Campaigners join architects of Online Safety Act in Parliament to celebrate ground-breaking new laws for children

Abuse survivors and young people join NSPCC Chief Executive and head of Ofcom to mark momentous achievement

Young people, bereaved families and abuse survivors today celebrated the Online Safety Act becoming law at our reception in Parliament.

Campaigners who have worked tirelessly for new laws that will protect children online joined politicians, civil society and regulators to welcome the legislation.

After years of campaigning, legislation that will put a legal duty on tech companies to protect children from sexual abuse and harmful material on social media sites, gaming apps and messaging services was given Royal Assent on Thursday.

Young people who campaigned for the bill and a mum whose daughter was sexually abused on social media, spoke at the event. They joined our Chief Executive Sir Peter Wanless and Ofcom Chief Executive Dame Melanie Dawes who will be responsible for the Act’s implementation.

The event was chaired by Sajid Javid MP who was Home Secretary when regulation to help protect children online was first promised by the Government in 2018, following the launch of our Wild West Web campaign.

At the reception there was a clear focus on ensuring young people’s voices and experiences are central to the implementation of the Online Safety Act, so it results in meaningful change for children as soon as possible.

Lynn*, whose daughter Emily* was sexually abused on Facebook and Snapchat when she was 13, has campaigned with us for online safety laws for over five years.

Speaking at the reception, Lynn* said: “Five years ago, I stood before many of you, and told the story of our daughter, Emily*. The story of how she was groomed via social media and sexually assaulted by a 24-year-old man who had posed as a 16-year-old boy. I asked the Government to change the law so that social media and tech companies must take responsibility for the safety of users on their platforms, and to protect our children and vulnerable people.

“Today, I speak to you as a grandparent of a four-year-old little girl. The aunt of nieces and nephews. A mother of a child that was targeted and seriously harmed via social media. And I speak to you as someone who strongly welcomes the Online Safety Act.”

The event came as Ofcom prepares to set out the rules which tech companies will have to follow to tackle child sexual abuse and protect children from harmful material.

The codes of practice will be consulted on before being implemented, but those at the event were united in their expectation that tech companies should not wait to begin putting concrete measures in place to make their sites safe by design for children.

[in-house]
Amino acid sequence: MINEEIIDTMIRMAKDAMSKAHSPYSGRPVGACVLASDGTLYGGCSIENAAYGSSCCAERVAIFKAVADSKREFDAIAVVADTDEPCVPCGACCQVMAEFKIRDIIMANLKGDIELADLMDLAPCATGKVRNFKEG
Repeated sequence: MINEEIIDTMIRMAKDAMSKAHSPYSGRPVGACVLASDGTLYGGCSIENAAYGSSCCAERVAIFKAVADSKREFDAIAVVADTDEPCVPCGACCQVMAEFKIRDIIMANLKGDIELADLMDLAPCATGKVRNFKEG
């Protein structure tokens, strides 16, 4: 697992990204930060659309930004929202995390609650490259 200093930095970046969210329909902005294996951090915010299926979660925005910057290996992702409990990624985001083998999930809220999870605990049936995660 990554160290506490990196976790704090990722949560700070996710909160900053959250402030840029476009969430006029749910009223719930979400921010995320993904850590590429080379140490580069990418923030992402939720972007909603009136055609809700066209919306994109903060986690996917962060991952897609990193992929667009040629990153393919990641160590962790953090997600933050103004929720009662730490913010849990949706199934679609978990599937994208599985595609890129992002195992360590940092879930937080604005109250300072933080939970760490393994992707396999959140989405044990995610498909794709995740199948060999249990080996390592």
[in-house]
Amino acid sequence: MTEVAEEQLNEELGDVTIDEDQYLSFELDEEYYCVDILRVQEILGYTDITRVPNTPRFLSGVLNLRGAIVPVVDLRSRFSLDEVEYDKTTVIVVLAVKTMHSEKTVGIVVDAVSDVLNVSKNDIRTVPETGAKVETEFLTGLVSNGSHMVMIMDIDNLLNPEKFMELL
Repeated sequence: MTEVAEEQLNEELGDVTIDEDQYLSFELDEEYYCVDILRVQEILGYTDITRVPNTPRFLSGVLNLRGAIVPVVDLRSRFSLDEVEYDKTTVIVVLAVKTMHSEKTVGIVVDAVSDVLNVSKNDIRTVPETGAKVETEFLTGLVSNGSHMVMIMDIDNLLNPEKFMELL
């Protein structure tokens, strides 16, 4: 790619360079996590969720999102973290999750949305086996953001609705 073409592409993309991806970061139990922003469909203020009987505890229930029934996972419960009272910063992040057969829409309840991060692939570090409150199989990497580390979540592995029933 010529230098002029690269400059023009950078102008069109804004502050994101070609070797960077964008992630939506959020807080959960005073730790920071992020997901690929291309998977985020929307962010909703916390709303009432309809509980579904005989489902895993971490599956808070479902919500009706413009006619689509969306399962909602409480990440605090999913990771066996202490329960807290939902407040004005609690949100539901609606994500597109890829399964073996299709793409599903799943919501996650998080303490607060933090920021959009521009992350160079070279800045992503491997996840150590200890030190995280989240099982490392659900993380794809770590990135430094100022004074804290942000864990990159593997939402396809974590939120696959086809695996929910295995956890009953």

Sir Peter Wanless, NSPCC Chief Executive, said: “It was an honour to bring together so many people from different walks of life whose campaigning and dedication has helped make the Online Safety Act possible.

“I want to particularly thank everyone who has been impacted by online abuse and unimaginable harm who have campaigned selflessly to help protect others.

“While we rightly celebrated today, it was also a catalyst towards working together to ensure the legislation results in the protections online children desperately need.

“We look forward to seeing the landmark Act implemented with bold ambition to ensure there is a rigorous focus on children as regulation comes into force.”

Dame Melanie Dawes, Ofcom's Chief Executive, said: “We’re grateful for all the hard work that went into getting these new laws onto the statute books. It means we now have regulation that will make a real difference in creating a safer life online for people – particularly children – in the UK. This is a big job, and we’re ready, but we won’t be doing it alone.

"Young people’s voices have shaped the foundations, and now we want to hear from them again to make sure we get the technical detail right. Next week, we’ll be consulting on the specific measures that tech firms can take to protect their users from illegal harms online, including child sexual abuse and grooming, and pro-suicide content.”

Technology Secretary Michelle Donelan said: “I am immensely proud of the work that has gone into the Online Safety Act from its very inception to it becoming law.

“At the heart of this Act is the protection of children. I would like to thank the campaigners, parliamentarians, survivors of abuse and charities including the NSPCC, that have worked tirelessly, not only to get this Act over the finishing line, but to ensure that it will make the UK the safest place to be online in the world.”

The reception was attended by members of the Bereaved Families for Online Safety who were integral in achieving stronger protection for children in the legislation.